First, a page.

verb \ˈwer\

: to use or have (something) as clothing : to have (a shirt, pants, etc.) over part of your body

: to use or have (something) on your body

: to grow or arrange (your hair) in a particular way

wore \ˈwr\ worn \ˈwrn\ wear·ing

Full Definition of WEAR

transitive verb
:  to bear or have on the person <wore a coat>
a :  to use habitually for clothing, adornment, or assistance <wears a size 10> <wear glasses>
b :  to carry on the person <wear a sword>
a :  to hold the rank or dignity or position signified by (an ornament) <wear the royal crown>
b :  exhibit, present <wore a happy smile> <commend the book for wearing its research so lightly — Brad Leithauser>
c :  to show or fly (a flag or colors) on a ship
a :  to cause to deteriorate by use
b :  to impair or diminish by use or attrition :  consume or waste gradually <letters on the stone worn away by weathering>
:  to produce gradually by friction or attrition <wear a hole in the rug>
:  to exhaust or lessen the strength of :  weary, fatigue
:  to cause (a ship) to go about with the stern presented to the wind
British :  to accept or tolerate without complaint :  put up with —usually used in negative constructions <your mates wouldn't wear it — Colin MacInnes>
:  take on 3a
intransitive verb
a :  to endure use :  last under use or the passage of time <material that will wear for years>
b :  to retain quality or vitality <the classics wear well>
a :  to diminish or decay through use <the heels of his shoes began to wear>
b :  to diminish or fail with the passage of time <the effect of the drug wore off> <the day wore on>
c :  to grow or become by attrition or use <the blade wore dull>
of a ship :  to change to an opposite tack by turning the stern to the wind — compare tack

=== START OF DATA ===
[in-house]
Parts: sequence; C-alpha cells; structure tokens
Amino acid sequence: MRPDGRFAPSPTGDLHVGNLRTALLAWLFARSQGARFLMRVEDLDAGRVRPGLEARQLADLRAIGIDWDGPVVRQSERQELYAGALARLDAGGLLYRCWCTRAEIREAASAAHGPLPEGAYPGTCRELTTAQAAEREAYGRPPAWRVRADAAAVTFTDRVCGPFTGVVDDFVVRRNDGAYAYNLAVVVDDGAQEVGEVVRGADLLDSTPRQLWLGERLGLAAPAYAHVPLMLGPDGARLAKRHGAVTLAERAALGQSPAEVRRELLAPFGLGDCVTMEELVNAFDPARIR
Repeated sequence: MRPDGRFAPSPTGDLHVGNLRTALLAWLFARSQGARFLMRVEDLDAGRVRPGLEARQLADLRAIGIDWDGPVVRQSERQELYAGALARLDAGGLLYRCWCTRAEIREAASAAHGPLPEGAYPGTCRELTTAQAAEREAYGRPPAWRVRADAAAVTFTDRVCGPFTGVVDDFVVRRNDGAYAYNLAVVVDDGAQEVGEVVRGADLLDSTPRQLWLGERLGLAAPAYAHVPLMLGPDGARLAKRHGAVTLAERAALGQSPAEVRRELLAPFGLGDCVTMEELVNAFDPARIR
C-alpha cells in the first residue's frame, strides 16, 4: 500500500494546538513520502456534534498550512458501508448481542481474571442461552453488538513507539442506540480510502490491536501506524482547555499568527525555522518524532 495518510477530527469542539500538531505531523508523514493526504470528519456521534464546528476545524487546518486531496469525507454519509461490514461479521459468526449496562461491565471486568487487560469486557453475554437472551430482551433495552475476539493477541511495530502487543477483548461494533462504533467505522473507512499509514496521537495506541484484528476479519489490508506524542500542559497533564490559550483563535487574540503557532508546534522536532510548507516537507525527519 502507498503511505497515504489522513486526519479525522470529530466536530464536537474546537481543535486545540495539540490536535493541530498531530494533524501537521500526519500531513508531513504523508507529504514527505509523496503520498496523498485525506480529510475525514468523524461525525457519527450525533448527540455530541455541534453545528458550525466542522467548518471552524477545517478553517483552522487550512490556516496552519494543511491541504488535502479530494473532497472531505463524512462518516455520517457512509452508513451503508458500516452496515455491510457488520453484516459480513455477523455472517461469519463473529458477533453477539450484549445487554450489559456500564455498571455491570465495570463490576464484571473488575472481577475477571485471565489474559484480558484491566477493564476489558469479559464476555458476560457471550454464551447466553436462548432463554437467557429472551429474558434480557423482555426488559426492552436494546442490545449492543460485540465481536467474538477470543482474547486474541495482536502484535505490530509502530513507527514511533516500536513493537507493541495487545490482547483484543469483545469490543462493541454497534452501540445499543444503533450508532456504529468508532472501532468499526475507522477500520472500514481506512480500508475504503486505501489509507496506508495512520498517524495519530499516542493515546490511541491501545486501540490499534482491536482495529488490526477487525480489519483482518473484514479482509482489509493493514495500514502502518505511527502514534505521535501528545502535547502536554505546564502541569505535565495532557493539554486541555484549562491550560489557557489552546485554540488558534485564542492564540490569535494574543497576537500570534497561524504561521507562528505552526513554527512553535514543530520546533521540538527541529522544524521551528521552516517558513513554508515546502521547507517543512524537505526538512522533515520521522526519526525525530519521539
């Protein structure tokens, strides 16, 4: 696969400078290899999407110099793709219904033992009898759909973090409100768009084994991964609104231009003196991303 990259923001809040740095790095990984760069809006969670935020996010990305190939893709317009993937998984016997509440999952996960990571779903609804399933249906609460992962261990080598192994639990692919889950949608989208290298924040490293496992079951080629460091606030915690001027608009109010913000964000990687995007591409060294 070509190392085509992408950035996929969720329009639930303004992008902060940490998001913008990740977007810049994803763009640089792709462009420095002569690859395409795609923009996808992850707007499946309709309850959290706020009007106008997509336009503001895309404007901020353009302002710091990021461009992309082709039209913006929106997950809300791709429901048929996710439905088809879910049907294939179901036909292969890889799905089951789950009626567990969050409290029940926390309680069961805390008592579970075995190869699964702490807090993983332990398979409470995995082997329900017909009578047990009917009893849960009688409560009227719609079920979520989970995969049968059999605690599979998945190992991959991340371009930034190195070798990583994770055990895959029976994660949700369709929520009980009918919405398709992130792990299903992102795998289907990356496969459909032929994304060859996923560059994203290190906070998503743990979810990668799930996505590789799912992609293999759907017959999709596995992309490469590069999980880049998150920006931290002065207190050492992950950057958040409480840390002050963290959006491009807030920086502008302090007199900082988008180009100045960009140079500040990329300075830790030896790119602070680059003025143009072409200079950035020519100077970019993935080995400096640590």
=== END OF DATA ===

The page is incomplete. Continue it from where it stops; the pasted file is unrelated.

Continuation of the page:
wear·er noun
wear on
:  irritate, fray <the constant beeping wore on my nerves>
wear the trousers or wear the pants
:  to have the controlling authority in a household
wear thin
:  to become weak or ready to give way <my patience was wearing thin>
:  to become trite, unconvincing, or out-of-date <an argument that quickly wore thin>

Examples of WEAR

  1. He was wearing blue jeans.
  2. She wore a red blouse to work.
  3. White coats are often worn by doctors.
  4. He doesn't wear a watch.
  5. a badge worn by police officers
  6. Were you wearing a seat belt?
  7. She wears her hair in a ponytail.
  8. I used to wear my hair long.
  9. The teacher was wearing a frown.
  10. He wore a hole in his pants.

Origin of WEAR

Middle English weren, from Old English werian; akin to Old Norse verja to clothe, invest, spend, Latin vestis clothing, garment, Greek hennynai to clothe
First Known Use: before 12th century



: the act of using something as clothing : the act of wearing something

: the act of using something

: clothing that is designed for a specified kind of person, occasion, or use

Full Definition of WEAR

:  the act of wearing :  the state of being worn :  use <clothes for everyday wear>
a :  clothing or an article of clothing usually of a particular kind; especially :  clothing worn for a special occasion or popular during a specific period
b :  fashion, vogue
:  wearing quality :  durability under use
:  the result of wearing or use :  diminution or impairment due to use <wear-resistant surface>

Examples of WEAR

  1. shoes that are perfect for everyday wear
  2. The deck is built to withstand years of wear.
  3. I got a lot of wear out of these boots.
  4. a new line of evening wear
  5. The carpet is showing signs of wear.
  6. You should inspect the tires for wear.

First Known Use of WEAR

15th century

Other Clothing Terms

babushka, brogue, bumbershoot, cravat, dishabille, furbelow, layette, raiment, spectator


geographical name \ˈwir\

Definition of WEAR

river 67 miles (108 kilometers) N England flowing into North Sea at Sunderland


Next Word in the Dictionary: wearable (adjective)Previous Word in the Dictionary: weaponsmithAll Words Near: wear
May 30, 2015
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